me that men of Steinbeck's ar-
tistic stature who support the war
are very few.
MOST OF THE outstanding in-
tellectuals in America, those who
have gained the respect of the
world regardless of their positions
on the political spectrum, are dis-
gusted with the present policy of
the Johnson adminstration and
are working to restore America's
honor in the eyes of the world.
Allow me to take this oppor-
tunity to thank you for what your
voice, the voice of conscience,;is
doing for humanity.
-Anatol Rapoport
Prof. of Mathematical Biology

0

-4

4

REVIEW:
Serkin: Maturity Is Needed

By JEFFREY K. CHASE
Program
Beethoven. . . Sonata in E
major, Op. 14, No. 1
Beethoven . . . Sonata in G
major, Op. 14, No. 2
Beethoven . . . Sonata in E
major, Op. 109
Bach . . . Three-part Inventions
(complete)
PETER SERKIN doesn't look
much like a pianist. He's tall,
big-boned, and will be only nine-

poser's music displayed by his
father.
SERKIN PLAYED the Beethoven
Op. 14 sonatas with the delicacy
of Mozart, and with the rhythmic
freedom of the romantics. It just
didn't fit. A good guess might be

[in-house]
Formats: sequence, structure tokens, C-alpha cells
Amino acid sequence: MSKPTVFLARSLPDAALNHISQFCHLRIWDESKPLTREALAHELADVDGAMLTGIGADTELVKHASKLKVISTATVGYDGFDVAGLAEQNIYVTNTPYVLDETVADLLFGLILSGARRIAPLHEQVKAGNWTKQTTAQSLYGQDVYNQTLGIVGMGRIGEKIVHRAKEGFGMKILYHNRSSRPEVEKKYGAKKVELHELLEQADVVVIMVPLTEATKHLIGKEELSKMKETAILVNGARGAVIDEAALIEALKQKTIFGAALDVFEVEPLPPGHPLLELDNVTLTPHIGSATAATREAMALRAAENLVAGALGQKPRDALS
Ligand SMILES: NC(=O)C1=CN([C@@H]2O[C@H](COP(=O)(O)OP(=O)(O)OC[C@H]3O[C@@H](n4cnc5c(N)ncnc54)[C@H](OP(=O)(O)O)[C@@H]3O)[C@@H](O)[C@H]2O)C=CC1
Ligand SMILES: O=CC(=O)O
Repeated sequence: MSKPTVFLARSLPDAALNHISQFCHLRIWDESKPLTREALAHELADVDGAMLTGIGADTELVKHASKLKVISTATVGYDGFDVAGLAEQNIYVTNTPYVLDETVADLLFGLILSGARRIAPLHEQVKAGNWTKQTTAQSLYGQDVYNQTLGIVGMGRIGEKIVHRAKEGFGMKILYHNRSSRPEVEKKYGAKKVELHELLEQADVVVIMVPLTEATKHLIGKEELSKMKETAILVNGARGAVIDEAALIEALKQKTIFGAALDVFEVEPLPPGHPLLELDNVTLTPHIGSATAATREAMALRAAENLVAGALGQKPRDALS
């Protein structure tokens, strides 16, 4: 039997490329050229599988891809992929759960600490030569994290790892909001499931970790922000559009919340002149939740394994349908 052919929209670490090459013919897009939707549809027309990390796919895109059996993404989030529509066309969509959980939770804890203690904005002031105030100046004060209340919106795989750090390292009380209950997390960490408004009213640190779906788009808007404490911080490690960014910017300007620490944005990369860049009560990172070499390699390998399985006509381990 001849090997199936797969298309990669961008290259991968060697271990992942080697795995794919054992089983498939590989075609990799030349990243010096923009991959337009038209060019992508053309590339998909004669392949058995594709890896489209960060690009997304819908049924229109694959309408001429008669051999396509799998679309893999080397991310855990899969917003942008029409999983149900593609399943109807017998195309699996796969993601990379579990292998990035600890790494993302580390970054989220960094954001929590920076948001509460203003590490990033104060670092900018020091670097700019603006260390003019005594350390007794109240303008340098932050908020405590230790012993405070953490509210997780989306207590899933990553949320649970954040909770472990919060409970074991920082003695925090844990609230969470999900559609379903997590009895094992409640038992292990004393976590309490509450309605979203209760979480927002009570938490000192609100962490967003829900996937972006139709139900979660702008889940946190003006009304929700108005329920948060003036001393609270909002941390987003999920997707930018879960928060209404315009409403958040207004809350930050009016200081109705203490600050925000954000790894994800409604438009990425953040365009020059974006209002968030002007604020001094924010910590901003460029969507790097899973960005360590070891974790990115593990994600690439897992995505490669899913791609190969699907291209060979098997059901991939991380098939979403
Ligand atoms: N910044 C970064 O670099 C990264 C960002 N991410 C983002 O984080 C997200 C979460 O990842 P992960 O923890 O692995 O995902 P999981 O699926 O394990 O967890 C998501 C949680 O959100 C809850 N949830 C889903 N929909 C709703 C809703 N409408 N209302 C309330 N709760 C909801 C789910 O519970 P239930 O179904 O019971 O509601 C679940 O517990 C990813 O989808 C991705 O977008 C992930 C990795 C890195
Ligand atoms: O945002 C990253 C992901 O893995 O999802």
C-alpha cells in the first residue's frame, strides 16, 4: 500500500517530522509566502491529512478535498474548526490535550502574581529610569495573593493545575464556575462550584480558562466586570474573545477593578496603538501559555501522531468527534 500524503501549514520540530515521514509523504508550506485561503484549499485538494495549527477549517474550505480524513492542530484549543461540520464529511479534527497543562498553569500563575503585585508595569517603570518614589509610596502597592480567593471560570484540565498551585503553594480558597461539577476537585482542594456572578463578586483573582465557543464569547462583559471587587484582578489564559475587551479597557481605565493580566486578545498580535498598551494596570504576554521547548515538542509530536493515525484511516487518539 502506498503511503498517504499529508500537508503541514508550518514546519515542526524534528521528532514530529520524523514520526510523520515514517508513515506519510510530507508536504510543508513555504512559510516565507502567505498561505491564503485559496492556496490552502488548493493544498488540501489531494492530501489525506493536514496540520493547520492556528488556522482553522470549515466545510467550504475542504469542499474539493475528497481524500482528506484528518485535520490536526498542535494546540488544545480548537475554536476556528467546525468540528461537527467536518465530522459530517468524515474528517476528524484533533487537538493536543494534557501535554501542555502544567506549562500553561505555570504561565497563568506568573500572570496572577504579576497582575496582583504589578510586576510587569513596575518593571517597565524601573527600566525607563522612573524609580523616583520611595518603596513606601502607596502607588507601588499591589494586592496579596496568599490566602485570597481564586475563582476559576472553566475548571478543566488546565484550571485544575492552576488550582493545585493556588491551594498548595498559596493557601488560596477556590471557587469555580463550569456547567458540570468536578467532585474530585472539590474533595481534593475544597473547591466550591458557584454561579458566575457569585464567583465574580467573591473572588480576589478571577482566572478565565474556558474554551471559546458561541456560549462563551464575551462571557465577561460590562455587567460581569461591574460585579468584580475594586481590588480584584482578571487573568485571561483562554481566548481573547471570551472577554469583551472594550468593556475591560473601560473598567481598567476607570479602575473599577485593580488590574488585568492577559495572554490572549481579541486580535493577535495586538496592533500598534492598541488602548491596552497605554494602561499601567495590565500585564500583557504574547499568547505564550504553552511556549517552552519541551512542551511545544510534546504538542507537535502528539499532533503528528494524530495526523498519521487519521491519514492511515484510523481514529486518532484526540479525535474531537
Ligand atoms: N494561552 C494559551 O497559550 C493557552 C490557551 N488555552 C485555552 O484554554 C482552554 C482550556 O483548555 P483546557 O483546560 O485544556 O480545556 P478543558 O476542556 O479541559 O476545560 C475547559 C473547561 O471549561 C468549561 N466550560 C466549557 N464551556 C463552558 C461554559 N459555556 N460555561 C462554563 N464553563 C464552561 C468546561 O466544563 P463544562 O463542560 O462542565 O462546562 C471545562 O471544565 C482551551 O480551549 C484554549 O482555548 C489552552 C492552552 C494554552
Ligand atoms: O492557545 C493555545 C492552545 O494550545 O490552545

that he learned these works in
sections, because he played them
that way. Serkin had very little
sense of a unified unfolding in his
playing and evendseemed to be at
a loss for the direction certain
notes were taking-what they were
leading to or what they were
coming from.

nice to hear in succession, be-
cause they contain so much vary-
ing material and mood. Serkin
played them in general better
than the Beethoven. although one
grew to expect the not always
appropriate and often awkward
ritard at the conclusion of each.
Many of his editorial ornaments
were in the fine Baroque tradition,
but there were some that just
didn't seem to fit.
Peter Serkin demonstrated that
he has the ability to produce
beautiful tones on the piano. It's